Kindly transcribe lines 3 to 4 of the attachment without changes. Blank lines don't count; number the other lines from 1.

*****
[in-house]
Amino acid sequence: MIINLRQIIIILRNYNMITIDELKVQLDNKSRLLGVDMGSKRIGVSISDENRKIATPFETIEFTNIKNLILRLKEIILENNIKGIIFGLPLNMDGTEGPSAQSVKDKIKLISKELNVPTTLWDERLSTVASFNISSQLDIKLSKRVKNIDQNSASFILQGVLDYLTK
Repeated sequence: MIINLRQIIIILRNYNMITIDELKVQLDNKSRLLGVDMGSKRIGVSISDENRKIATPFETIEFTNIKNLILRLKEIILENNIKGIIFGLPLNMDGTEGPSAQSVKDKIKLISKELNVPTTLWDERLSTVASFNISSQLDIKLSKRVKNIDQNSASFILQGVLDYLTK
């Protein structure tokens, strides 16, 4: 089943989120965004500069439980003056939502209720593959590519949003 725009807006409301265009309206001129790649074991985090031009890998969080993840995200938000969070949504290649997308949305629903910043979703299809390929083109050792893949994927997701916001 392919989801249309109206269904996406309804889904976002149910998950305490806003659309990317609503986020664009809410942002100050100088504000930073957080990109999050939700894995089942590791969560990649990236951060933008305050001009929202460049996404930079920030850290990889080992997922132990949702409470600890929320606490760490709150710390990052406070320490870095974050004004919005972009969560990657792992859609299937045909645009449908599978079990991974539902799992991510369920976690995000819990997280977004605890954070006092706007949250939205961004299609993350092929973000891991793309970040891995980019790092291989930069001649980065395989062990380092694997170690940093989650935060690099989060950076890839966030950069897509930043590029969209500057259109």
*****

Repeated sequence: MIINLRQIIIILRNYNMITIDELKVQLDNKSRLLGVDMGSKRIGVSISDENRKIATPFETIEFTNIKNLILRLKEIILENNIKGIIFGLPLNMDGTEGPSAQSVKDKIKLISKELNVPTTLWDERLSTVASFNISSQLDIKLSKRVKNIDQNSASFILQGVLDYLTK
């Protein structure tokens, strides 16, 4: 089943989120965004500069439980003056939502209720593959590519949003 725009807006409301265009309206001129790649074991985090031009890998969080993840995200938000969070949504290649997308949305629903910043979703299809390929083109050792893949994927997701916001 392919989801249309109206269904996406309804889904976002149910998950305490806003659309990317609503986020664009809410942002100050100088504000930073957080990109999050939700894995089942590791969560990649990236951060933008305050001009929202460049996404930079920030850290990889080992997922132990949702409470600890929320606490760490709150710390990052406070320490870095974050004004919005972009969560990657792992859609299937045909645009449908599978079990991974539902799992991510369920976690995000819990997280977004605890954070006092706007949250939205961004299609993350092929973000891991793309970040891995980019790092291989930069001649980065395989062990380092694997170690940093989650935060690099989060950076890839966030950069897509930043590029969209500057259109």